Submitted for your consideration, at left: a cover by British artist Warren Pleece, from the 1994 Vertigo series Mobfire, a cheeky mix of black magic and London gangsters, very underrated and pretty much by now forgotten. Pleece did the art for all six issues, and it was there that I was won over by his unorthodox style, with its oddly placed emphasis lines (not so much in evidence on this cover, I'll admit) that ever so slightly reminded me of expressionism, perhaps even something of a cubist approach. His panel to panel sequential pacing skills were also strong. It was a style that I hadn't seen before- or at least I couldn't spot too many other influences- and I liked it. I had seen his work on the previous year's Tattooed Man miniseries, Skin Graft and while I liked it OK, this one really grabbed me. Apparently others, including his editors, didn't. After Mobfire came out to low sales and less than widespread acclaim, it seemed like everything else Pleece drew for Vertigo (such as the Deadenders series) was heavily inked by a succession of embellishers that while on a person-to-person basis were very good inkers indeed, they sanded off the rough edges and smothered everything I thought was unique and distinctive about his work, to the point that I no longer cared to pick up anything that sported his increasingly-rare byline. In the case of Deadenders, that may have been a mistake; that's an interesting looking series to me now.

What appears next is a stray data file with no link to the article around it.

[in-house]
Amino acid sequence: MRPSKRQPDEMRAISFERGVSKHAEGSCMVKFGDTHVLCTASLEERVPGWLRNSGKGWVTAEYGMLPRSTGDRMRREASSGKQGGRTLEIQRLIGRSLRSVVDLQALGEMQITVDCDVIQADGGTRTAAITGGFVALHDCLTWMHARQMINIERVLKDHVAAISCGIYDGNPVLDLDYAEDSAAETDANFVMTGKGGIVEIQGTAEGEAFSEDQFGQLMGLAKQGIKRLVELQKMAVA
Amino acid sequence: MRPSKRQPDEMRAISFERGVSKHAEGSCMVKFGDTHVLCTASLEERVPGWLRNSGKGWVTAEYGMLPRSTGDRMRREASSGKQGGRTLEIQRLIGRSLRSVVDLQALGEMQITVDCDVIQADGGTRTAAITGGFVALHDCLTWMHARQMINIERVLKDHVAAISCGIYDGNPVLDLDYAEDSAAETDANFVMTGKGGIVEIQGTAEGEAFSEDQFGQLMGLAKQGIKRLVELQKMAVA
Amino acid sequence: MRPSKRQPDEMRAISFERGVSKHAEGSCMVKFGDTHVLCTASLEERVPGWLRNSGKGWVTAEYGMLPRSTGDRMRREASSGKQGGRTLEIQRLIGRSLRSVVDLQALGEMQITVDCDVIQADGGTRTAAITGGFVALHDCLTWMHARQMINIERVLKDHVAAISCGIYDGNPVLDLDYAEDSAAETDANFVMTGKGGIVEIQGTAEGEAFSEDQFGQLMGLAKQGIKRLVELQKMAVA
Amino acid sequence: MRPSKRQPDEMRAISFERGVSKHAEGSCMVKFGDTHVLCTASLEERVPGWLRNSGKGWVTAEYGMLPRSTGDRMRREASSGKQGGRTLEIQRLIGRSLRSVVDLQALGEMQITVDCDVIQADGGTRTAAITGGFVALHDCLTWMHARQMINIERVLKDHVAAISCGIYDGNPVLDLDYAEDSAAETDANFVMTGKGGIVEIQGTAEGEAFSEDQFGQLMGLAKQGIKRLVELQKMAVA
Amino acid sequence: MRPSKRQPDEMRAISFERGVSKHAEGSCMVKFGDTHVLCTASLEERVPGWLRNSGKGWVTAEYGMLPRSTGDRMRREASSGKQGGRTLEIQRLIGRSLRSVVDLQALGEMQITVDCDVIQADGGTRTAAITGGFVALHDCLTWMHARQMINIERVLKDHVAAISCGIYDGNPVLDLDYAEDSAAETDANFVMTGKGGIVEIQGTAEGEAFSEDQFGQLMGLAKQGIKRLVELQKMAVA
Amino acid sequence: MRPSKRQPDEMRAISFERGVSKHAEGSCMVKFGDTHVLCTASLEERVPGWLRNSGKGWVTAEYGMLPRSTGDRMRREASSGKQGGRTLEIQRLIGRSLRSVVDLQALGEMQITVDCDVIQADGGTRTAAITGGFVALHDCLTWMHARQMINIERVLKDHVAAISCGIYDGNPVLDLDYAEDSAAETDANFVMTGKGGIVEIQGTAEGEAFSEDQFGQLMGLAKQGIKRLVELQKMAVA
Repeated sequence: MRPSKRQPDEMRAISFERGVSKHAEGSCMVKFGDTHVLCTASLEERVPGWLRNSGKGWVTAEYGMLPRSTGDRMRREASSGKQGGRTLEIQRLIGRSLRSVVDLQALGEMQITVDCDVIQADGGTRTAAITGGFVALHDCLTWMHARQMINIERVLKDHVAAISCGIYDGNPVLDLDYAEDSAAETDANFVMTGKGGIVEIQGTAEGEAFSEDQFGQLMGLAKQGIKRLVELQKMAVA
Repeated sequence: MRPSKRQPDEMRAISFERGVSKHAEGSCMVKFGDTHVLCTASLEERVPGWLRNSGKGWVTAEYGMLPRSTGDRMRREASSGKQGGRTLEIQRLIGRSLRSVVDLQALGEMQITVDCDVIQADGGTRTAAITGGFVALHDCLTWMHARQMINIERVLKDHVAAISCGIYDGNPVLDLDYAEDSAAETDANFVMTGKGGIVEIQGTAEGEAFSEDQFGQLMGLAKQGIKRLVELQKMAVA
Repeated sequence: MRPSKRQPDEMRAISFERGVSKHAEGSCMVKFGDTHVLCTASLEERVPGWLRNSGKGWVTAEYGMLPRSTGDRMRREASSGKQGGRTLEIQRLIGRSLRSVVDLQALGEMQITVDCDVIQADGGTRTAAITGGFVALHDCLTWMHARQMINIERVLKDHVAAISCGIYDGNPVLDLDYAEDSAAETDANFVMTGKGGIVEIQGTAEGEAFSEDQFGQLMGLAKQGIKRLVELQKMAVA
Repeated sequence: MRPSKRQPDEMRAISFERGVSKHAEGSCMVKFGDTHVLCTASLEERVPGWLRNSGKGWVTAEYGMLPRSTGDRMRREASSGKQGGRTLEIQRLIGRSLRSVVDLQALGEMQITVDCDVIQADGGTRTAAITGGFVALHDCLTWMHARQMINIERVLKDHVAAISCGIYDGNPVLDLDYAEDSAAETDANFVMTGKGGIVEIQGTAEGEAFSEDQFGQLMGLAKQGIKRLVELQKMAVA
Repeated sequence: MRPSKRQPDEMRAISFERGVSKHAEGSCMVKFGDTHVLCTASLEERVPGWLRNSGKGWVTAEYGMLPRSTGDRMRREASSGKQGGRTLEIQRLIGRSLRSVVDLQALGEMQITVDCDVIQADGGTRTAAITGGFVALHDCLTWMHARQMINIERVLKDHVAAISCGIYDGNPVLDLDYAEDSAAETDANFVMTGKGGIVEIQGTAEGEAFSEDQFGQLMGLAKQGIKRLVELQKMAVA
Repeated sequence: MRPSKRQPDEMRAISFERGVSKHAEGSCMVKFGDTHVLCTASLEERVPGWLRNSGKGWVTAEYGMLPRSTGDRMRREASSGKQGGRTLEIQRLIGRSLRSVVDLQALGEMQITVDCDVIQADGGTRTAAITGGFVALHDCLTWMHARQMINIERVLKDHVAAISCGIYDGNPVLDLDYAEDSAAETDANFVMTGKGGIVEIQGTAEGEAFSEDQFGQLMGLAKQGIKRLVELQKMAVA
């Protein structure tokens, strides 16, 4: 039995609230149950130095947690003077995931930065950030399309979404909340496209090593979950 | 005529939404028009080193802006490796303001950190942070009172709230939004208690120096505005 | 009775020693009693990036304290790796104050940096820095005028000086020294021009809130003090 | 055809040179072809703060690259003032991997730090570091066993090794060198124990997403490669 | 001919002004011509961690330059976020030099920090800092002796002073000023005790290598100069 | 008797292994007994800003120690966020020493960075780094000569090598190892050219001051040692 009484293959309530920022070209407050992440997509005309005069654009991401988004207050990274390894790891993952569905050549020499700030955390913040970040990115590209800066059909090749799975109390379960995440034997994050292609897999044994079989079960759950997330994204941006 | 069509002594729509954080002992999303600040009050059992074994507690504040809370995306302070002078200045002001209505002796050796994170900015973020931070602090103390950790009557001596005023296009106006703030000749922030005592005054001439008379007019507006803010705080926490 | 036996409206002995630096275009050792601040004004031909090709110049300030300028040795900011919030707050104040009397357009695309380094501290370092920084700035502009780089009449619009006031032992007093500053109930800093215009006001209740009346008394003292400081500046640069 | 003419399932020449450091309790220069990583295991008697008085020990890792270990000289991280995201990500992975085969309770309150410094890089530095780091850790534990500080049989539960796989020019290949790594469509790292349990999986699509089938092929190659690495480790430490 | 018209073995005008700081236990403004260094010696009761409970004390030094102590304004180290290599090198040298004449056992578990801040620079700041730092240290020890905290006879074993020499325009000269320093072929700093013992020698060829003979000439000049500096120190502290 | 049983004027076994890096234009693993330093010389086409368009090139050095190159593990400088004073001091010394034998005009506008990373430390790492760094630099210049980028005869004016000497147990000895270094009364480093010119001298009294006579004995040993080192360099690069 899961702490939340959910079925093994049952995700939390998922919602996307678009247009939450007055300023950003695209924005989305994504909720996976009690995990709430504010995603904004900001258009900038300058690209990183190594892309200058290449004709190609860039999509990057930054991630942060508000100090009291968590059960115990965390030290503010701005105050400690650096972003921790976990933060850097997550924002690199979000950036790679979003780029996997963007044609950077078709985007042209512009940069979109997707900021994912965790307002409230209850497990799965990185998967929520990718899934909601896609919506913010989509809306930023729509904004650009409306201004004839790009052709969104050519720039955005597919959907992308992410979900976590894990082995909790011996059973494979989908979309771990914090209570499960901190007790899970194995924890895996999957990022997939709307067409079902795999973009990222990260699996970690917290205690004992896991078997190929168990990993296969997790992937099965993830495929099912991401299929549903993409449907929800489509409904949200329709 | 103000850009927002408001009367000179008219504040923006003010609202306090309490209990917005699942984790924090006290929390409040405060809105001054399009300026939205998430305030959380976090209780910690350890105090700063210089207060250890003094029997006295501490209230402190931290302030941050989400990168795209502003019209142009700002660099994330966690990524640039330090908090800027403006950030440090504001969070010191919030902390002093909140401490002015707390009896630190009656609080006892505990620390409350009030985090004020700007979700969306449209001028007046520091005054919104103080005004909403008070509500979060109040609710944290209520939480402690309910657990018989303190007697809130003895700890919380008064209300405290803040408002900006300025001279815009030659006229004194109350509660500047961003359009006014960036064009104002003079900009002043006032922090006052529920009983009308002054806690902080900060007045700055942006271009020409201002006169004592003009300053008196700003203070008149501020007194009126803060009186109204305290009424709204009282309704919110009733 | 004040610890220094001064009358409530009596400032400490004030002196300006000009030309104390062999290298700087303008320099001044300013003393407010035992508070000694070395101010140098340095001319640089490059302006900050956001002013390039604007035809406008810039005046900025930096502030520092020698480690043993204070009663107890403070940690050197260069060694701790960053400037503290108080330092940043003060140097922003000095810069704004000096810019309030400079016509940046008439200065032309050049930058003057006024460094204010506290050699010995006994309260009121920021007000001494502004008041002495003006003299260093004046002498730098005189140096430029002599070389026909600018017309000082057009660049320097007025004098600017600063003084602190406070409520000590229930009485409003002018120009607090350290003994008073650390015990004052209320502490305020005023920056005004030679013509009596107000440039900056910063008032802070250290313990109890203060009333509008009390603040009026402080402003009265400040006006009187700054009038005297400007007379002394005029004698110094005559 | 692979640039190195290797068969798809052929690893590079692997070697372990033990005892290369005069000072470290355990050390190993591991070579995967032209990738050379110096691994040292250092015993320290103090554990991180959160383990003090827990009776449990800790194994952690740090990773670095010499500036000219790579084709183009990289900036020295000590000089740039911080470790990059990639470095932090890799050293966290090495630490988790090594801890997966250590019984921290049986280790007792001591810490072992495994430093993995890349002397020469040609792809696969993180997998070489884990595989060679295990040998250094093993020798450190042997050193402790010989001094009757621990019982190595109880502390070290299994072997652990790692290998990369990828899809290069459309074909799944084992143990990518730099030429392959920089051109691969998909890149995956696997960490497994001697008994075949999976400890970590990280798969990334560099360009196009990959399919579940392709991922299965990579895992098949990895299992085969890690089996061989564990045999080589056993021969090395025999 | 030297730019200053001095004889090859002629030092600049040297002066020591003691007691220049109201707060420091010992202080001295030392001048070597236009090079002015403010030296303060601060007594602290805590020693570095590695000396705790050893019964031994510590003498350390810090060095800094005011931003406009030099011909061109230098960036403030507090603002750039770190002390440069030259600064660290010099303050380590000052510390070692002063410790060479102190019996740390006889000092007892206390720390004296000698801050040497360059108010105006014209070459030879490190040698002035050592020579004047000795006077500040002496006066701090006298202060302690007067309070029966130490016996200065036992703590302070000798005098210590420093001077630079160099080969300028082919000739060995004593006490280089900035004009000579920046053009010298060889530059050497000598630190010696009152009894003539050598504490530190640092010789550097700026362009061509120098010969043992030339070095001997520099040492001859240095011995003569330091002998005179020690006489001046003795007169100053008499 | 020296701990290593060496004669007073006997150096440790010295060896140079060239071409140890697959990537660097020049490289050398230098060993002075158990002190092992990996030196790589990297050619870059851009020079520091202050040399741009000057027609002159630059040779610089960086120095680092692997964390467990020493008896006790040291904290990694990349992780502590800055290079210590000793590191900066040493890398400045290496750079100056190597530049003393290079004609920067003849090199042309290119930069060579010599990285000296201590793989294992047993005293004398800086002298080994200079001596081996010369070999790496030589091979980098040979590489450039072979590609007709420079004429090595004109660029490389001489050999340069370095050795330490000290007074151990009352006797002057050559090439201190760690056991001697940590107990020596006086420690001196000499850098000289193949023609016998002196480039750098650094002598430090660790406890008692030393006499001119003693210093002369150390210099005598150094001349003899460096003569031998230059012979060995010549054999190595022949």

Anyway, hadn't thought of Pleece for a while until I started seeing solicits for a new hardcover Vertigo graphic novel that was coming up, called Incognegro. I was a little interested, because Pleece and Pleece alone was credited on art. I thought to myself, "Self", thought I, "You should perhaps check that out". Well...this morning, I followed a link to this site, which featured a few unfinished sample pages, and much to my surprise and dismay I saw (and so will you, if you make with the click on the image at right) that this art, purportedly by Pleece, bears little to no resemblance to the work which impressed me 14 years ago- in fact, it looks more like that style which I have come to refer to as "Vertigo House Style", an anonymous-looking sort of not-cartoonish but not-realistic art whose best practitioners are the likes of Peter Gross, Mark Buckingham, Pia Guerra, and many others. It's bland and tedious (although Gross and Buckingham tend to liven theirs with some designerly panel arrangements) and I don't care for it at all. So this makes me very sad to see, because it certainly seems like Pleece has subjugated his natural style in order to conform to some sort of editorial whim, in order to get work...and that's, as Paul McCartney would say, "a bit of a drag, innit?" Oh well, it's not like I was gonna drop 20 on this anyway, but if the Pleece art had looked like Pleece art, I would have been sorely tempted for sure.